In an embodiment, the pump comprises at least one pumping chamber and the operational condition of the sensing step is a filling rate of the pumping chamber.

In an embodiment, the operational condition of the sensing step is a suction pressure of the pump.

In an embodiment, the present invention provides a pump that comprises at least one wear part, a processor and memory, at least one sensor for sensing at least one operating condition of the pump, and a display. The sensor communicates operational data reflective of the sensed operating condition to the processor. The processor stores the operational data in the memory and updates the stored operational data upon receipt of new operational data from the sensor. The memory also comprises parts identification data that identifies wear parts of the pump and at least one predetermined level of operational information. The processor compares the stored predetermined level to the stored operational data and, in dependent response thereto, outputs information to the display as to the desirability of replacing or repairing at least one selected wear part. In such an embodiment, the parts identification data of the memory is essentially a listing of the parts that are subject to wear. In such an embodiment, the memory may also include data equivalent to an operating manual, parts lists and drawings illustrating the operation of the pump.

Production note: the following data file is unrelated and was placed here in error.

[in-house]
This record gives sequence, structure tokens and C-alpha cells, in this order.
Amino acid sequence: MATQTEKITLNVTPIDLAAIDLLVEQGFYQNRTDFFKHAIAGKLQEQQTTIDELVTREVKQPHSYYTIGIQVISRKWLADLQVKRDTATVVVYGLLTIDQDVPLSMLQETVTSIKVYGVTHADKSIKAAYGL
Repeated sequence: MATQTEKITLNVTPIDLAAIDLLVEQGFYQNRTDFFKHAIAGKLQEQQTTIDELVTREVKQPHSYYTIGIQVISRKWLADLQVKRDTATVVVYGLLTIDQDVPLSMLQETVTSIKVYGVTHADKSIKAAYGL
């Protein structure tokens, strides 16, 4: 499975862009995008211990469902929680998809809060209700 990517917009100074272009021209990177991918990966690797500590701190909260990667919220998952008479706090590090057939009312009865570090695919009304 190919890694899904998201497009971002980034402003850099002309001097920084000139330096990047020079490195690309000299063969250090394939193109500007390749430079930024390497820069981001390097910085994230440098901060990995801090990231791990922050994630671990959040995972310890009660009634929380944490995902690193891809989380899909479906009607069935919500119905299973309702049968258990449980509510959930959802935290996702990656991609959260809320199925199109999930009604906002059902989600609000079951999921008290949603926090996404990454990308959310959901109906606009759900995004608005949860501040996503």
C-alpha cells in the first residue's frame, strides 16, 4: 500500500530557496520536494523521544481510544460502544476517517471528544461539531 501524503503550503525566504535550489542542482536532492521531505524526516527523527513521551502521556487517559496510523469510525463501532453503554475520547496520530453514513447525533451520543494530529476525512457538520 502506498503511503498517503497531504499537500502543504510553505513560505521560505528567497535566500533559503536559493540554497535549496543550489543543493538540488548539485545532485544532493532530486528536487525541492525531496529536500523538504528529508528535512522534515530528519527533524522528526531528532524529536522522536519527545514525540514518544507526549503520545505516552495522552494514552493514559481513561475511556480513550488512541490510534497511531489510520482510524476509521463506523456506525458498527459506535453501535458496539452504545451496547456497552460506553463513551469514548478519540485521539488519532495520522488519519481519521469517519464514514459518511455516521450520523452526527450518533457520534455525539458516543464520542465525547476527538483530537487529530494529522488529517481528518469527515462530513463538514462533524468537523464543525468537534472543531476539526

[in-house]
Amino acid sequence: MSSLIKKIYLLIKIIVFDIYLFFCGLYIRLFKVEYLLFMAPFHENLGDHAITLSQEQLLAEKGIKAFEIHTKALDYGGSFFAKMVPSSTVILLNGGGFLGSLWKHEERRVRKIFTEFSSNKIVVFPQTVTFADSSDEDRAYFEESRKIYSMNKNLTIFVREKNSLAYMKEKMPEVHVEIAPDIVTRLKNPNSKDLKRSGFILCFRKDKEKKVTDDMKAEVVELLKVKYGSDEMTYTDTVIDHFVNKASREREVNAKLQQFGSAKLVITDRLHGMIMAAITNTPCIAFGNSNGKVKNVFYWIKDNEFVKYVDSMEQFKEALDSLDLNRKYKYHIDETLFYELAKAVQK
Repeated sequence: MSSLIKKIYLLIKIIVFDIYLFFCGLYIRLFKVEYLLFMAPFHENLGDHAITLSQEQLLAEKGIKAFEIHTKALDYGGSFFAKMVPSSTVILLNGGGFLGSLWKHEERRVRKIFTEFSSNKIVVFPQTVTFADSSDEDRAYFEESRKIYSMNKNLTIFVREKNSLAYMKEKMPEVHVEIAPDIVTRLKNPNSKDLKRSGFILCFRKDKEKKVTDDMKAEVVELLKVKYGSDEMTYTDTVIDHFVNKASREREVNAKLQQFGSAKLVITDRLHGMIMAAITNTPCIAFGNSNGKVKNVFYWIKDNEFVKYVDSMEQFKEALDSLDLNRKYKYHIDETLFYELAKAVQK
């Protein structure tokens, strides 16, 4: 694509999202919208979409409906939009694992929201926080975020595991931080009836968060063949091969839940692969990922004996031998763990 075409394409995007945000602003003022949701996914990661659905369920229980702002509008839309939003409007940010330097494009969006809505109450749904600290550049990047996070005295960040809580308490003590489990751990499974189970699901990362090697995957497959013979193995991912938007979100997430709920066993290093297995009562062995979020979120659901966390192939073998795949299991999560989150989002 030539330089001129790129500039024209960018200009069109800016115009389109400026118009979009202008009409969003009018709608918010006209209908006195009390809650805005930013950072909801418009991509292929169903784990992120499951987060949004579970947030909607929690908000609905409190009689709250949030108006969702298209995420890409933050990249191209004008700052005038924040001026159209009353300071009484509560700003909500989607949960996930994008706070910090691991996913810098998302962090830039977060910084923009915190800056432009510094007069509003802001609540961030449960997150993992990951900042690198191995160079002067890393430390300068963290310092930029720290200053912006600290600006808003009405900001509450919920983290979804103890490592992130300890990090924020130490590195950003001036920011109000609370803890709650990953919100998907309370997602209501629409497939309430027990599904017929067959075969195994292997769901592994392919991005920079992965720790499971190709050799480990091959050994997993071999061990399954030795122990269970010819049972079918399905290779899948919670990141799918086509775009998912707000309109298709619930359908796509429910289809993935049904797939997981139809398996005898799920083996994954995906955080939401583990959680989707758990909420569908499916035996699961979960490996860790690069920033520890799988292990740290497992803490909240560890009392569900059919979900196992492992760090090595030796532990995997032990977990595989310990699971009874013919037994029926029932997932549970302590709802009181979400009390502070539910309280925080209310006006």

In an embodiment, the processor is in communication with a stand alone computer.

In an embodiment, the computer is a hand held computer.

In an embodiment, the processor of the pump is linked to at least one other processor of another pump.

In an embodiment, the wear part is a pumping element.

In an embodiment, the pumping element is a diaphragm.

In an embodiment, the wear part is a check valve and the sensor senses a reverse fluid flow through the check valve.